Pollyanna and the Road Not Taken

Lyda here. Ramblings and musings today…

The Road Not Taken by Robert Frost

Two roads diverged in a yellow wood,

And sorry I could not travel both
And be one traveler, long I stood
And looked down one as far as I could
To where it bent in the undergrowth;         
Then took the other, as just as fair,
And having perhaps the better claim,
Because it was grassy and wanted wear;
Though as for that the passing there
Had worn them really about the same,         
And both that morning equally lay
In leaves no step had trodden black.
Oh, I kept the first for another day!
Yet knowing how way leads on to way,
I doubted if I should ever come back.      
I shall be telling this with a sigh
Somewhere ages and ages hence:
Two roads diverged in a wood, and I—
I took the one less traveled by,
And that has made all the difference.

My father bucked public opinion all his life. He joined the Marines at 17 and served in the Pacific in WWII. When he returned, it was expected that he would become a doctor like his father. Dad chose theater instead. Then he divorced his first wife to marry my mother. This was a huge scandal – it was the fifties. His parents never really approved of, nor understood, my father’s choices.

Mom was salutatorian of her high school class, and went to college on full scholarship. She took twice as many credits every semester as she was supposed to – each time, she had to convince the Dean of Women to give permission. Mom would say, “It won’t set a precedent, because I’m on scholarship and it probably won’t be renewed, and I have to get in as much as I can now. I won’t be here long enough to graduate.” But she did graduate, with very high marks, with a degree in English – it was her worst subject, so she kept taking more English classes to improve. Like Vimes, she wore her hair shirt on the inside.  She took math classes for fun, but could not major in it because the head of the mathmatics department did not think that women could do math. In one of her math classes, the professor told her to sit in the back of the class and to keep quiet, and then ignored her – for the entire semester. She received a B++++, because he refused to give a woman an A. Yeah, the fifties. We’ve come a long way baby. But not far enough.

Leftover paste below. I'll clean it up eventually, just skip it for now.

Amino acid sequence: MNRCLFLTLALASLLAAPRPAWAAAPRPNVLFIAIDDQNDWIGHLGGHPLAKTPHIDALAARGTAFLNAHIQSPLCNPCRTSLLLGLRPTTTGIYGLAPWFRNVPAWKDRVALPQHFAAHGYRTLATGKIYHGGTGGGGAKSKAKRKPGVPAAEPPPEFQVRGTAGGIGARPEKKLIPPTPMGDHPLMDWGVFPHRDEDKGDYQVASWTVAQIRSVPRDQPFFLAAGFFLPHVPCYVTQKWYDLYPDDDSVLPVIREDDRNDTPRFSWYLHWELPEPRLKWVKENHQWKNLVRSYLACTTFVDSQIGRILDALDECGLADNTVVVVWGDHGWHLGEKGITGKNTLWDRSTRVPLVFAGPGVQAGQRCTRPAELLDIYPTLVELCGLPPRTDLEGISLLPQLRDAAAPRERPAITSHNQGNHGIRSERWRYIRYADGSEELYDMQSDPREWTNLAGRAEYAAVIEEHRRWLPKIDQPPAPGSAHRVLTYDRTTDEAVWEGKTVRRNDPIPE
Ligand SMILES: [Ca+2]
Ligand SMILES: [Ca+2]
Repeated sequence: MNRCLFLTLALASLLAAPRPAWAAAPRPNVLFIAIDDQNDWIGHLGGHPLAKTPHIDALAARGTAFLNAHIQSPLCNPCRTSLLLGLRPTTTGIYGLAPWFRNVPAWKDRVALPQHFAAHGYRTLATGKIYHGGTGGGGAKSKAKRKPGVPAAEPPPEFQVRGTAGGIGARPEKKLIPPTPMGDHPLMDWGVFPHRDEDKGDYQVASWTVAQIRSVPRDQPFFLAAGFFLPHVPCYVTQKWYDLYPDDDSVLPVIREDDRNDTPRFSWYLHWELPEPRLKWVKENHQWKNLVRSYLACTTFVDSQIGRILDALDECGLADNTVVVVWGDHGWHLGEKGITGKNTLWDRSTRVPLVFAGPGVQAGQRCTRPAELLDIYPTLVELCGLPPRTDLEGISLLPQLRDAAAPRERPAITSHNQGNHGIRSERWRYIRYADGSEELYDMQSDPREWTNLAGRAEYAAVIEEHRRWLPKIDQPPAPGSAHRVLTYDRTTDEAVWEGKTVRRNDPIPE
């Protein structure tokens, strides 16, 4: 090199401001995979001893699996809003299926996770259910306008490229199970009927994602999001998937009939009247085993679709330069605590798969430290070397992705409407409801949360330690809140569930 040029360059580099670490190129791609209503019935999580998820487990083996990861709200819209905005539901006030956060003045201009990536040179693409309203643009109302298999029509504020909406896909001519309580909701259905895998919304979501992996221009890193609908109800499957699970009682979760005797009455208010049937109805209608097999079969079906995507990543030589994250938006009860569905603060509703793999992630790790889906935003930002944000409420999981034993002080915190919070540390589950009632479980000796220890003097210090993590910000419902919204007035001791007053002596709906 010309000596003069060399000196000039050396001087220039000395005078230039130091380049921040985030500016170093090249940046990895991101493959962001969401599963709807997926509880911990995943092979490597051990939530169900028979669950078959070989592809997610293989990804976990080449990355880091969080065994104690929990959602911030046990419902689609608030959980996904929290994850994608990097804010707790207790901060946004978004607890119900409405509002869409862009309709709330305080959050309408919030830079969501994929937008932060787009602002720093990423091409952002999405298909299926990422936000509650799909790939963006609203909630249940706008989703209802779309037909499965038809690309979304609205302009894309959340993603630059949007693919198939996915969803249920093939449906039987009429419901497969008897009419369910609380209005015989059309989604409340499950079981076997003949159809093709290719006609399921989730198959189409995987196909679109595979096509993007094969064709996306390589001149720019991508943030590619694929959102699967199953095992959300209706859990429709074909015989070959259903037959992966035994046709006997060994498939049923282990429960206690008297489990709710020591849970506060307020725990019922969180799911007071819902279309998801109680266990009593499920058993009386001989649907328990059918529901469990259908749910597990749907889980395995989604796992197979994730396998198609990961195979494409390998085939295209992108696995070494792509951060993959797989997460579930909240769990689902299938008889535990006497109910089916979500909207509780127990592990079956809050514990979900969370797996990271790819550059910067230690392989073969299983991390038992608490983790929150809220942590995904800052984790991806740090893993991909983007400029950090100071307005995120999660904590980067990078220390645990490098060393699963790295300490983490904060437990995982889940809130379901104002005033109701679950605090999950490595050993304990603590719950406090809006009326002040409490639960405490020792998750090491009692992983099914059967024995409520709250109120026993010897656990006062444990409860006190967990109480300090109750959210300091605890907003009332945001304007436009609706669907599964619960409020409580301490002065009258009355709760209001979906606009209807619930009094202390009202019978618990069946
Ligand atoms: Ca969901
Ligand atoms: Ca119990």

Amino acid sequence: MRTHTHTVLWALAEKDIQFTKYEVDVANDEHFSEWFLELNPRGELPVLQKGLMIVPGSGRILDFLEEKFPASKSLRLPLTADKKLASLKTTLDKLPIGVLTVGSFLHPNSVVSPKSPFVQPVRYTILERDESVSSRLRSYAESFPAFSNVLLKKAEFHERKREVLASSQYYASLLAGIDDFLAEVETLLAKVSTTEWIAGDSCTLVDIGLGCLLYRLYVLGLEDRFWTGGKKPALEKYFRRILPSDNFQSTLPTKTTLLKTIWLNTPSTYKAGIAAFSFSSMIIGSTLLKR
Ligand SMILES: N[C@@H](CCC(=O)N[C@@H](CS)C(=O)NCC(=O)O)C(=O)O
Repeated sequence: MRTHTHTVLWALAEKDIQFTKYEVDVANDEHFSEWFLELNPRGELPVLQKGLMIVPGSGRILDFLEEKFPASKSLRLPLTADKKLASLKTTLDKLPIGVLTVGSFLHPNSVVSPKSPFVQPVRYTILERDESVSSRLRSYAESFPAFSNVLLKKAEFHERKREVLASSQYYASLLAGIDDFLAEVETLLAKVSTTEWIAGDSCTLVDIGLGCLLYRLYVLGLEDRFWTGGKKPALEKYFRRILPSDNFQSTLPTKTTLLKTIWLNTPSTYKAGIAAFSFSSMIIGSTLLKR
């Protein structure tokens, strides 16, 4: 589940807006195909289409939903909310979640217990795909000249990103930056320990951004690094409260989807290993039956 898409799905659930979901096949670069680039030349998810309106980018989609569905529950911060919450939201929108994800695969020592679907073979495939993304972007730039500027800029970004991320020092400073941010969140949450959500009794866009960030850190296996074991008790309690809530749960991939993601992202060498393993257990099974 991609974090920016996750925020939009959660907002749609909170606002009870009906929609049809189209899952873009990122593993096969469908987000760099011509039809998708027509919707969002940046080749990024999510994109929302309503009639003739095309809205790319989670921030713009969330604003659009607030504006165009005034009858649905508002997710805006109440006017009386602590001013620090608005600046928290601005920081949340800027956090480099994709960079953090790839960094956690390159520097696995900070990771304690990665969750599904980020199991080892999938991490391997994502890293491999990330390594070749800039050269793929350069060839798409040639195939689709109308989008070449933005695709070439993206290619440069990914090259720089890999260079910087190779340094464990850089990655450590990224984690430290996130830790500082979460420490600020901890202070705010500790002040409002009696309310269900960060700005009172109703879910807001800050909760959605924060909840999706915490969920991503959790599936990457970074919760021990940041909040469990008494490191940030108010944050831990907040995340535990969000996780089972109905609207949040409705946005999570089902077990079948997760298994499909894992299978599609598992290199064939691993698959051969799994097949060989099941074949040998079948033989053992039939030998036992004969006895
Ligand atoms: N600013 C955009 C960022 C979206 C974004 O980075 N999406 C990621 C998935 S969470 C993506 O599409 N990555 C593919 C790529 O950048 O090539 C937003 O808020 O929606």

My mother sang in the church choir growing up – she had a voice of great range and beauty. She shocked her parents when she stopped going to church – she had discovered that she violently disagreed with everything the preacher was saying. And then while she was in college, she went off to summer stock and brought home “that theater boy.” They married the day after she graduated. And then drove off to do more summer stock.

Dad and Mom worked shows together, and raised a family. Dad built sets, taught, directed plays, and wrote plays. And got his Ph.D. Mom taught, sewed costumes, did makeup, and whatever else was needed. And when we were lucky, she performed.

On stage, she could sing like an angel, shriek like a banshee, and do any accent or vocal trick she’d ever heard. She was a powerful dramatic actor and a gifted comedianne. She could play a dangerously sexy vixen, a virtuous heroine, or an aged crone. On opening night of one melodrama, when she begged for alms, the audience threw her money. Without missing a beat, she said, “Throw the big ones, dearies, my old eyes can see them better.” And they did.  She brought audiences to their knees, and to their feet. She stopped the show.

My parents ignored what was expected of them. They reached for their dreams.

And that has made all the difference.


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